Alex Honnald’s goal was never to conquer his fear of dying. His goal was to free solo El Captian. When he was confident enough in his skills and preparation, his fear of making a fatal mistake subsided. But he still had to climb the darn rock!
You face your fear because your goal demands it. So I’m moving forward with this new mentality of looking at conquering fear as more of a benchmark, or a dragon to be slain along the way, than the end result.
Sylvester Stallone is the gift that keeps on giving. Younger movie fans get the gift of discovering classic after classic as if each one was brand new. Older fans, who have the Rocky films memorized already, get the gift of quirky new projects and random appearances in things like the Marvel Universe. This review is more for the younger fans who may be aware that Stallone ended communism in Rocky IV but didn’t know he also helped end fascism by playing soccer in the movie Escape to Victory.
Headlined by the loveable Sir Michael Cane and directed by Hollywood legend John Huston, Victory was released to the masses in 1981. Since this film fell under the rare “War/Sport” genre, it made sense to cast Sylvester Stallone as he had recently played war hero John Rambo and boxing underdog Rocky Balboa.
In Victory, Stallone plays a World War II era prisoner-of-war named Captain Robert Hatch. He spends most days watching the cooler prisoners kick a soccer ball around before ending up as the team’s unlikely goalkeeper. These cooler prisoners were made up of actual soccer stars of the time such as Pelé, Bobby Moore, and Robin Turner.
For some strange reason in the film, a high-ranking Nazi officer played by Max von Sydow thinks it would be great for morale around the world to have these allied prisoners-of-war (who happen to be really really good at soccer) play an exhibition match against a German super team. Of course, the match is intended to be used as propaganda and perhaps a symbol of how Germany would crush the allies in war. Movie fans can probably guess that Stallone, Caine, and the rest of the allies put up a heck of a fight on the field. But a dilemma arises when the players have a chance to escape. This is when the movie gets especially enjoyable.
Victory is a pleasant ride from start to finish. The film presents many WW-II themes but with a lighter touch – something that’s perfect for a war movie about soccer! Additionally, the great chemistry of all cast members is evident from the opening few scenes. Stallone shines in a role that may have been written with him in mind. Pelé seems like a natural actor. The other professional footballers don’t try too hard (in a good way). And Michael Caine and Max von Sydow absolutely carry the movie. A younger Caine brings his spunky energy as the leader of the allies while von Sydow’s acting almost makes you feel bad for a Nazi.
While the subject matter and era are taken seriously, Victory feels like it could be the child of The Dirty Dozen and The Replacements. It’s not quite a war or sports movie and doesn’t necessarily try to inform the viewer of anything that’s not already known. But it’s a fun story you’ve probably never experienced before. Its ending is also one of the most underrated endings in sports movie history (no spoilers here except that Stallone is involved).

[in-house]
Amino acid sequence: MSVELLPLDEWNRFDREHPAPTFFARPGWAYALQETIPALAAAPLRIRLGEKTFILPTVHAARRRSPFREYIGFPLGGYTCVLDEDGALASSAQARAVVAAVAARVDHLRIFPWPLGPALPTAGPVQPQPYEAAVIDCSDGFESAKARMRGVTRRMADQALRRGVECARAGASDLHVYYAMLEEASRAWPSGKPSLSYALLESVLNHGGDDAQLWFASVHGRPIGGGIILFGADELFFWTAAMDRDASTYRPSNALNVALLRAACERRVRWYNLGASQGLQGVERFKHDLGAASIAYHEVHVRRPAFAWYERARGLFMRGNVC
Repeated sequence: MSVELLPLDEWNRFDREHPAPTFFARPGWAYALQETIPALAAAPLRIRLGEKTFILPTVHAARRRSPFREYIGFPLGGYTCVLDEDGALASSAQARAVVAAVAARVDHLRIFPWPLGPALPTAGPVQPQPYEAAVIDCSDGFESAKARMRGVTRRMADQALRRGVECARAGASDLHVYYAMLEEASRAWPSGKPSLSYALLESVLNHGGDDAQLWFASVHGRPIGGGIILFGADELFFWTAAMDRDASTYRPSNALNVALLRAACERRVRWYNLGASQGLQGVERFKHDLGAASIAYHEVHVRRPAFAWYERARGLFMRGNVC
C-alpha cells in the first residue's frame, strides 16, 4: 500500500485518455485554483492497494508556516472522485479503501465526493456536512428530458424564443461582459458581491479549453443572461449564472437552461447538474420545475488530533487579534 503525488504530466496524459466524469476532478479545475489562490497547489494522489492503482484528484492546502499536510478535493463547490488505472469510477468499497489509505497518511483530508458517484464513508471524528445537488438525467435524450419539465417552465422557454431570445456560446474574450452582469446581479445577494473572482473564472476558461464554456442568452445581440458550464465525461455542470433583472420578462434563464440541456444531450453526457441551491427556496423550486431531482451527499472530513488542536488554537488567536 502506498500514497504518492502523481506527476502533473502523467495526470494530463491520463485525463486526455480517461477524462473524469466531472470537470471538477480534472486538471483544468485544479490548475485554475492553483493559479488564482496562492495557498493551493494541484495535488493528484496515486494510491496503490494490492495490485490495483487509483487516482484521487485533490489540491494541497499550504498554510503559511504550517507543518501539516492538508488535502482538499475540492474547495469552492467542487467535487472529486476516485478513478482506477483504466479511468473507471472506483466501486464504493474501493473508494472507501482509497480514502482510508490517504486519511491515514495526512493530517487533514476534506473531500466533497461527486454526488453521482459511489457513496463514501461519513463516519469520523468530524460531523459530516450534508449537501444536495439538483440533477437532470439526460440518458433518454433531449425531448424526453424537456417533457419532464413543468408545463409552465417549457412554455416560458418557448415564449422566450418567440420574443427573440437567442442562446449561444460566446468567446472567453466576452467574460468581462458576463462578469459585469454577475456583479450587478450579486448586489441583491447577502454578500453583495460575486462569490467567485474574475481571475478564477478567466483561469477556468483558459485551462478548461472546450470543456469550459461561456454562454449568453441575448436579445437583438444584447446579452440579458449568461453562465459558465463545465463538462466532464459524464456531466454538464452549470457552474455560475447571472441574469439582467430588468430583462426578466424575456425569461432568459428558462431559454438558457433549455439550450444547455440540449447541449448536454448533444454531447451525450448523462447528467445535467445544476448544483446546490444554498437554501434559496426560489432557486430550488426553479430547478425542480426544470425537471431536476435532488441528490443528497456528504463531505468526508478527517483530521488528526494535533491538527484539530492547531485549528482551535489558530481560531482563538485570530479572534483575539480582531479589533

FSM revisits this Bostonian boxing saga nearly a decade after its release. This review was originally published on freesportsmagazine.com in December 2010.
Based on the life of boxing favorite “Irish” Mickey Ward, The Fighter fails to deliver the knockout blow which could have made it an instant classic with moviegoers this holiday season. Much like Ward’s professional career, The Fighter flirts with greatness but falls just a hair short when all is said and done.
The timeline and some of the events presented in this tale are inaccurate but nothing that is too atypical for a movie “based on a true story.” Overall, The Fighter gets the point across and the viewer leaves the theater with a good Cliff’s Notes version of the Mickey Ward story.
For a movie about a fast paced sport like boxing, this film trudges along at a snail’s pace. The fighting scenes are spectacularly exhilarating though they are few and far between and when they do pop up, they are short lived. The bulk of this film is a series of surreal interactions between Mickey Ward , his family, and of course the obligatory love interest.
This is definitely not the first boxing movie that is not about boxing. The original Rocky film did an excellent job of telling a love story using the darker side of the sport as a backdrop. The Fighter attempts to employ the same strategy but there is simply too much going on in the movie. Is this film about a dysfunctional family? A drug addict brother? A man who has lost the belief in himself? By trying to go in so many different directions, the movie spreads itself thin and ends up lacking in substance.
In terms of acting, there are a few strong performances, most notably Christian Bale as Dickie Ekland, the half-brother of Mickey Ward who is battling crack addiction. Melissa Leo (of Homicide: Life on the Street fame) also delivers as Ward’s mother who is both loveable and annoying to the viewer, often time simultaneously. And Mark Wahlberg is his typical, average, muscular self. He does well during the tough guy scenes and fails miserably when trying to invoke that sense of drama which really would have made this flick reach the next level.
Despite all the hype and Golden Globe nominations (it seems like the only prerequisite these days to get nominated is that a film is released in December), The Fighter is a movie you can wait to see in the comfort of your own home for a fraction of the price.